A man (gender specific?) achieves high office on the basis of a low turnout, bigotry and downright lies. He promises the earth in the full knowledge that he neither can nor wishes to deliver on his “commitments”. A self-regarding media gets it all hopelessly wrong whilst pumping this ego- on-legs the oxygen of publicity. His party tacks backwards and forwards to profit from his political fortunes. Meanwhile, a gaggle of sycophants from all sides seek to hitch a ride on his bandwagon, to further their own personal agendas.
Sound familiar? A man like Trump – or anyone else you know? Can it happen here? Has it happened here already? What does it say about the state of politics today, and about the attitudes of various electorates? Most importantly, what lessons ought to be learnt, and what changes need to be made, to pre-empt an eventual repeat somewhere, of last Tuesday’s American farce?
Here, on Merseyside, we can safely assume that, sooner or later, reliance on entrenched party loyalty could wear thin as it did in many parts of blue-collar America. Already, turnout at elections in many areas is dangerously low. Our local media – devoid of any real political impact – is superseded by social media in the dissemination of what passes for news and opinion. Labour’s civil war – locally evident in the Wallasey and Liverpool Riverside constituencies – is extremely damaging to its local hegemony, whilst the national split between the elected leadership and the parliamentary party exacerbates Labour pains.
We will see a possible outcome soon enough, with elections in May – a mere six months away. Will a high profile celebrity – say, someone like Phil Redmond – stand for metromayor on an anti-establishment ticket? On Merseyside, the political establishment is Labour. Will Mayor Anderson persist with his risible, and costly, proposal for a referendum on a 10% council tax increase? We can only speculate as to what other potential pitfalls lie ahead in the run-up to May.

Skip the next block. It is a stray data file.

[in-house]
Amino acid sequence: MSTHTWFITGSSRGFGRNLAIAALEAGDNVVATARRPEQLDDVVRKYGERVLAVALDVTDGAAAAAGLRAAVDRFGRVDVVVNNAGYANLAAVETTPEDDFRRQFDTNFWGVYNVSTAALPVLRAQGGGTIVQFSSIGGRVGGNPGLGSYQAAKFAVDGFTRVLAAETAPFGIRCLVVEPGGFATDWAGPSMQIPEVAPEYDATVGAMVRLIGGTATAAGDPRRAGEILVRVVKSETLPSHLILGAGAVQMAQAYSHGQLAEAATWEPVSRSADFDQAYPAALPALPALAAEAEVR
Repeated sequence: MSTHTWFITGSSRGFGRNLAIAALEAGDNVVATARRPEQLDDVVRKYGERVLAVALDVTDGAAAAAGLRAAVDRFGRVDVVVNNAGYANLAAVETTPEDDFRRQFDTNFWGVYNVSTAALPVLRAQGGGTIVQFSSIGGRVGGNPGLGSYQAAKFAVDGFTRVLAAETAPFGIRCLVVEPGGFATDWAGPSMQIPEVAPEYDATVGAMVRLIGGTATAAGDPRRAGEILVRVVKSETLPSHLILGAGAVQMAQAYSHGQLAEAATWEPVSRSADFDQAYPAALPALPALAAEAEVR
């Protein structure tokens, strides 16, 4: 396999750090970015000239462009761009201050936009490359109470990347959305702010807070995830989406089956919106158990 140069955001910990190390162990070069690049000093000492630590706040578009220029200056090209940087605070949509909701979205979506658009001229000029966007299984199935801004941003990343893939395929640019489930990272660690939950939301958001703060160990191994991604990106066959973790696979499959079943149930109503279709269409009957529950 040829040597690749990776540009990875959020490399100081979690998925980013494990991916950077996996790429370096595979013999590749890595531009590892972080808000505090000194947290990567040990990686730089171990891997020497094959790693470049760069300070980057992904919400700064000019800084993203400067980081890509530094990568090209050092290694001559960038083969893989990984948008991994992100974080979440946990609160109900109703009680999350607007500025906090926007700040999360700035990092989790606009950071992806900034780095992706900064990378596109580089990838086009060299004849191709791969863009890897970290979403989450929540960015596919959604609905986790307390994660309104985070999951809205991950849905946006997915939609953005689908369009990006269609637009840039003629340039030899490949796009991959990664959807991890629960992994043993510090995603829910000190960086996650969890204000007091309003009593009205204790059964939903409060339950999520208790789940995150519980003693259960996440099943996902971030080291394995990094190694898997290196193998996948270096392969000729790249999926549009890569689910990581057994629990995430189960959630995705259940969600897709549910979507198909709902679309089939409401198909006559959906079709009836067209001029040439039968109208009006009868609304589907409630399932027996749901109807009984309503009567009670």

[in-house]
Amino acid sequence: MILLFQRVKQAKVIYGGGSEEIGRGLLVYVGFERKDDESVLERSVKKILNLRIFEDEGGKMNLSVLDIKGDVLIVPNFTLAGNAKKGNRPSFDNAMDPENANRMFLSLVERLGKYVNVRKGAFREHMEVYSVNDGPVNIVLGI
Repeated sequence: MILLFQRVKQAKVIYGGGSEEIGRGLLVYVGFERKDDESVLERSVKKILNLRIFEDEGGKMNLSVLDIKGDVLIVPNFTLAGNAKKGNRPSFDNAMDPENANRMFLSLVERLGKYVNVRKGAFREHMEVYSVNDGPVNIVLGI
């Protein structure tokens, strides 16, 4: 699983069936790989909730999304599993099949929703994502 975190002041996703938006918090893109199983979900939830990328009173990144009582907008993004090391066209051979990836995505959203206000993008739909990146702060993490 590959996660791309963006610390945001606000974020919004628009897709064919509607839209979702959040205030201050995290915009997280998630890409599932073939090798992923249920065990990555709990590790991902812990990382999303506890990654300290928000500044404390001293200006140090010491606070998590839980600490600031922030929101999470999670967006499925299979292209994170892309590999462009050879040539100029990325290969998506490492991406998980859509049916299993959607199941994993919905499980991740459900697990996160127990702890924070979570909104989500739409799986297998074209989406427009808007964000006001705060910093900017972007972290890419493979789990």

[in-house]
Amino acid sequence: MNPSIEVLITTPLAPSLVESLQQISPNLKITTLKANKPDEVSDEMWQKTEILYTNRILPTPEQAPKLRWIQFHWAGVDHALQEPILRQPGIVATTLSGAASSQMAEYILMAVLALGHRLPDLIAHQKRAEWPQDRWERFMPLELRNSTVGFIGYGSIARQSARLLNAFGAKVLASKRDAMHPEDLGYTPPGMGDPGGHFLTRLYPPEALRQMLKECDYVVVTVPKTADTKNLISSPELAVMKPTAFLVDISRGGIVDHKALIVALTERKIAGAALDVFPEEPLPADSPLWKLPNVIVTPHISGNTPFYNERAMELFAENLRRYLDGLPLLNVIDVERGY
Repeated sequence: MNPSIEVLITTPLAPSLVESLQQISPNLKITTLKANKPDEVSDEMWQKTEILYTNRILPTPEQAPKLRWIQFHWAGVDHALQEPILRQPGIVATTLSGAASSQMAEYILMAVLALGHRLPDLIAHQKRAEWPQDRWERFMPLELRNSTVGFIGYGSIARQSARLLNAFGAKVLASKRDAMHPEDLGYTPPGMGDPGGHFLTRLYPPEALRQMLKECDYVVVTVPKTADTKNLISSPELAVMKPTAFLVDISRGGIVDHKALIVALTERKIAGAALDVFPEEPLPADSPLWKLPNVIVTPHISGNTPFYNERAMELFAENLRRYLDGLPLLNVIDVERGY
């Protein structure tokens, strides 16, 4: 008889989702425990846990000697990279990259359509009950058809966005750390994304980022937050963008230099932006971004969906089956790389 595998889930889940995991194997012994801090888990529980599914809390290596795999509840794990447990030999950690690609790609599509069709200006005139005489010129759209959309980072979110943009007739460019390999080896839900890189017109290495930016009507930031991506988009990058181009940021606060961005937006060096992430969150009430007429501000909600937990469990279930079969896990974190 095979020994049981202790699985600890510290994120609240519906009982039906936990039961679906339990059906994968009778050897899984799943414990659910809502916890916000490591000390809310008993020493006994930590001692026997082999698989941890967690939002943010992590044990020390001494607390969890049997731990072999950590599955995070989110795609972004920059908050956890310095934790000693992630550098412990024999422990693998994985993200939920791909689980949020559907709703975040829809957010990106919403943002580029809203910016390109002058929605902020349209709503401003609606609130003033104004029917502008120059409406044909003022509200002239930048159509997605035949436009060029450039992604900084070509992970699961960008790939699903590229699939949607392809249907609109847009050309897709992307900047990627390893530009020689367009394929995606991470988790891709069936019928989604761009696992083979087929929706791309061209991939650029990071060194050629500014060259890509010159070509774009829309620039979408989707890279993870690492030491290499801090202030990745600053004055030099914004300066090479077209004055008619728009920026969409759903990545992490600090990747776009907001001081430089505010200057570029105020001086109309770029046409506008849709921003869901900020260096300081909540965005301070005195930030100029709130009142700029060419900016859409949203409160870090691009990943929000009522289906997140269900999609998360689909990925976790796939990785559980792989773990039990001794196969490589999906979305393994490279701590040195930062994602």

The general assumption is that Steve Rotheram will be favourite for metromayor. I share that view; yet the spirit of the times runs against establishment wishes and candidates. The danger is that Labour continues to take its traditional support for granted, as Clinton and the Democrats did in the rust belt seats of middle America. The Labour cause is not helped by the increasing perception that Labour leaders like Mayor Anderson are doing the Tories’ dirty work for them, notwithstanding the Tory cuts. Perhaps a council-tax referendum in Liverpool (a costly exercise in every sense) would have had a better reception if the Mayor and councillors had offered to take a 10% cut in their own council-tax funded emoluments at the same time!
The simple fact is that both here and in the USA, large numbers of people are alienated from politics and politicians at every level. Politicians talking to other politicians is no substitute for talking to constituents. After all, it is the views and priorities of the latter which count at the ballot box. All it takes is for a credible conman to act as the cheerleader of the disaffected, and Labour could face even more serious problems than those which currently bedevil it. Consultants and pollsters will be of no help with their sterile advice. The only way forward is strict adherence to Labour values and priorities, and vigorous campaigning to communicate them.